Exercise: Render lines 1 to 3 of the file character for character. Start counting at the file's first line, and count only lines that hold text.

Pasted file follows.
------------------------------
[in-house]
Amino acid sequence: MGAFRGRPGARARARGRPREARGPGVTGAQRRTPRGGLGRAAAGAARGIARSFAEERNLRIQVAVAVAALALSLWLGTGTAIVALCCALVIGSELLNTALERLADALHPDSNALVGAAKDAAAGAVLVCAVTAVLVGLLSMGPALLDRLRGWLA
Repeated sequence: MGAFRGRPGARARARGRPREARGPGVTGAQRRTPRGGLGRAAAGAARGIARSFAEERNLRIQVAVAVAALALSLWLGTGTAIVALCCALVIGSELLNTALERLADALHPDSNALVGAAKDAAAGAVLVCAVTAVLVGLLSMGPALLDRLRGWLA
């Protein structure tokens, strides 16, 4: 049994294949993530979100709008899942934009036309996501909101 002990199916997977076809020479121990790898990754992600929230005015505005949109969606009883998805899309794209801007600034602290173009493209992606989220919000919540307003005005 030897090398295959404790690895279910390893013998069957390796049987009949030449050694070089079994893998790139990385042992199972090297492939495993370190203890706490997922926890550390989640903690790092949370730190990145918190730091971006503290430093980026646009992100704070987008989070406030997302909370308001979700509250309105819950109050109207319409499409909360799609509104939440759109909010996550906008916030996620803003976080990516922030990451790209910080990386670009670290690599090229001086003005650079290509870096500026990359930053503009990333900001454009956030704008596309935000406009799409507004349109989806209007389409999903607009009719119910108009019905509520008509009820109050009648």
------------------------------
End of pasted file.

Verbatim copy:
[in-house]
Amino acid sequence: MGAFRGRPGARARARGRPREARGPGVTGAQRRTPRGGLGRAAAGAARGIARSFAEERNLRIQVAVAVAALALSLWLGTGTAIVALCCALVIGSELLNTALERLADALHPDSNALVGAAKDAAAGAVLVCAVTAVLVGLLSMGPALLDRLRGWLA
Repeated sequence: MGAFRGRPGARARARGRPREARGPGVTGAQRRTPRGGLGRAAAGAARGIARSFAEERNLRIQVAVAVAALALSLWLGTGTAIVALCCALVIGSELLNTALERLADALHPDSNALVGAAKDAAAGAVLVCAVTAVLVGLLSMGPALLDRLRGWLA